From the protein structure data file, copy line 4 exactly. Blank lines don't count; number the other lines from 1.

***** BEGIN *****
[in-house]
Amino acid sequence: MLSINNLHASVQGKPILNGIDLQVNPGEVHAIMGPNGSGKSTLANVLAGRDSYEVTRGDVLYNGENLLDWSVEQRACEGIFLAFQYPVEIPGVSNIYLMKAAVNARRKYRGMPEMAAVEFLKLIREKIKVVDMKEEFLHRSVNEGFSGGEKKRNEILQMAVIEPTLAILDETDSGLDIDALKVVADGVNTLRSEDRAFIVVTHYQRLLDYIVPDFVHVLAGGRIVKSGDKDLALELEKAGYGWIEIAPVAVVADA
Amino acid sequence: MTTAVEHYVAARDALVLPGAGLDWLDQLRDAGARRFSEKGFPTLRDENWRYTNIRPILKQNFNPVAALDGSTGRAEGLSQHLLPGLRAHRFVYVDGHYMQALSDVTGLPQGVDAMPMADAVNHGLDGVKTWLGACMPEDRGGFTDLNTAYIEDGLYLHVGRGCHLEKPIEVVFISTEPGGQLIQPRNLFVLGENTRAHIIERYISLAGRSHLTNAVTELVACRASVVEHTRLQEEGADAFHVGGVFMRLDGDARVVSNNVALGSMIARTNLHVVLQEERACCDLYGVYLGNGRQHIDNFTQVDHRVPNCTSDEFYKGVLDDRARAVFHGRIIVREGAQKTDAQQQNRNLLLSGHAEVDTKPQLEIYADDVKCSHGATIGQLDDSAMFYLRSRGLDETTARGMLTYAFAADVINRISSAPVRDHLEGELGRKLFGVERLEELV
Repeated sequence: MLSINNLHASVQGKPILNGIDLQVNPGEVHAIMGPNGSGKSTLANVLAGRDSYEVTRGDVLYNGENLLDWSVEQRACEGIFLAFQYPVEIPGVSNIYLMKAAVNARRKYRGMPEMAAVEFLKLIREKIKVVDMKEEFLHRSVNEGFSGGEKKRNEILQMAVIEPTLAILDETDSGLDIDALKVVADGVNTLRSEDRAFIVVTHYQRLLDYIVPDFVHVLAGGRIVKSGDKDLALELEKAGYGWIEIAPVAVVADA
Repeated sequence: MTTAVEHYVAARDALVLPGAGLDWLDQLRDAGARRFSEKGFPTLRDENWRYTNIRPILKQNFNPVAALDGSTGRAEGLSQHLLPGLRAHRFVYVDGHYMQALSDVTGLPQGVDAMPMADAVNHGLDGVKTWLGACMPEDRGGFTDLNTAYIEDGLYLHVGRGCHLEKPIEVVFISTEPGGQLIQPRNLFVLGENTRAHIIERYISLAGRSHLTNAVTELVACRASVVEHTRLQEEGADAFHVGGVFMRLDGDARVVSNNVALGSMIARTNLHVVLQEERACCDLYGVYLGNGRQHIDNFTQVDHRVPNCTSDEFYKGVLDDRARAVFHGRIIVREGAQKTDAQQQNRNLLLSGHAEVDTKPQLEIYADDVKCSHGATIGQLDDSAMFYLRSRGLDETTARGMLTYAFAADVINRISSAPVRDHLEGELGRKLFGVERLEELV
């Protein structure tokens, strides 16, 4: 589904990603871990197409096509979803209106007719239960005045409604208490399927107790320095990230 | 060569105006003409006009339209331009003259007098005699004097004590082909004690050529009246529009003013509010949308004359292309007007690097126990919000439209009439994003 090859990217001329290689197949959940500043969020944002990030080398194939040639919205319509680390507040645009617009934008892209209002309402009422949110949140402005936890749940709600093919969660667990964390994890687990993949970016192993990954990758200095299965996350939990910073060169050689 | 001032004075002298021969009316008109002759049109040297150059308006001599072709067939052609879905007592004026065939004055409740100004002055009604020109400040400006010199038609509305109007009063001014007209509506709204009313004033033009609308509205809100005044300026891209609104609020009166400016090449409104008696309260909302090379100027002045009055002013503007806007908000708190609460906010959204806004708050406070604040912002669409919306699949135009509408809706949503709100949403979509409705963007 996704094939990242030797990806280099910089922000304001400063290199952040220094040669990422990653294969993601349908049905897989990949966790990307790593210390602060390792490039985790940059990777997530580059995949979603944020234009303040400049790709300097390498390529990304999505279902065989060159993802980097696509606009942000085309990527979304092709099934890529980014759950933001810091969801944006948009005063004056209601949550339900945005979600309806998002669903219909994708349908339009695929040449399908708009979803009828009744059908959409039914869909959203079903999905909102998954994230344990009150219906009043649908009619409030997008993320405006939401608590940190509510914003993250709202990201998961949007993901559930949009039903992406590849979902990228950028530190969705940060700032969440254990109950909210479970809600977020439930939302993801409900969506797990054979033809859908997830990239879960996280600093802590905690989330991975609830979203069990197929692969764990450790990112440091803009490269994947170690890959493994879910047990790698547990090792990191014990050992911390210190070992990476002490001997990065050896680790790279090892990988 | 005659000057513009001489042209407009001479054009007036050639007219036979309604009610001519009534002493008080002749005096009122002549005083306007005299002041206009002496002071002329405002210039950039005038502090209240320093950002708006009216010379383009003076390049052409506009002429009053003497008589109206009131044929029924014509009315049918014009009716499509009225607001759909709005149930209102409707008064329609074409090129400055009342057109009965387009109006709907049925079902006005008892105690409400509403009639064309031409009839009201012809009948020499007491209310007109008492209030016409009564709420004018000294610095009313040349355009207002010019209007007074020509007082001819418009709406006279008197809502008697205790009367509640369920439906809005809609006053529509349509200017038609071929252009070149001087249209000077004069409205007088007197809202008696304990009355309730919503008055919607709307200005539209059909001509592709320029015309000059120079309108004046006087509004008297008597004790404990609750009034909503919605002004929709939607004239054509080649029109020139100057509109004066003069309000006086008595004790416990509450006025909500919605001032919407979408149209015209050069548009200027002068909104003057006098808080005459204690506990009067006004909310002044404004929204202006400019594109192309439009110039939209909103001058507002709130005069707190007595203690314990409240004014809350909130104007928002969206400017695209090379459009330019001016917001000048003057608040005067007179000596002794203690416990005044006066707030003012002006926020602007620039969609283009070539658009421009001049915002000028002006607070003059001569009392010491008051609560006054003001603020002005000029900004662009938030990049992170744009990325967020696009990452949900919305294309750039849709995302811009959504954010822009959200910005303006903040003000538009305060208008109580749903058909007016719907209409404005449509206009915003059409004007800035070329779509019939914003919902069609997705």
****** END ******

Repeated sequence: MLSINNLHASVQGKPILNGIDLQVNPGEVHAIMGPNGSGKSTLANVLAGRDSYEVTRGDVLYNGENLLDWSVEQRACEGIFLAFQYPVEIPGVSNIYLMKAAVNARRKYRGMPEMAAVEFLKLIREKIKVVDMKEEFLHRSVNEGFSGGEKKRNEILQMAVIEPTLAILDETDSGLDIDALKVVADGVNTLRSEDRAFIVVTHYQRLLDYIVPDFVHVLAGGRIVKSGDKDLALELEKAGYGWIEIAPVAVVADA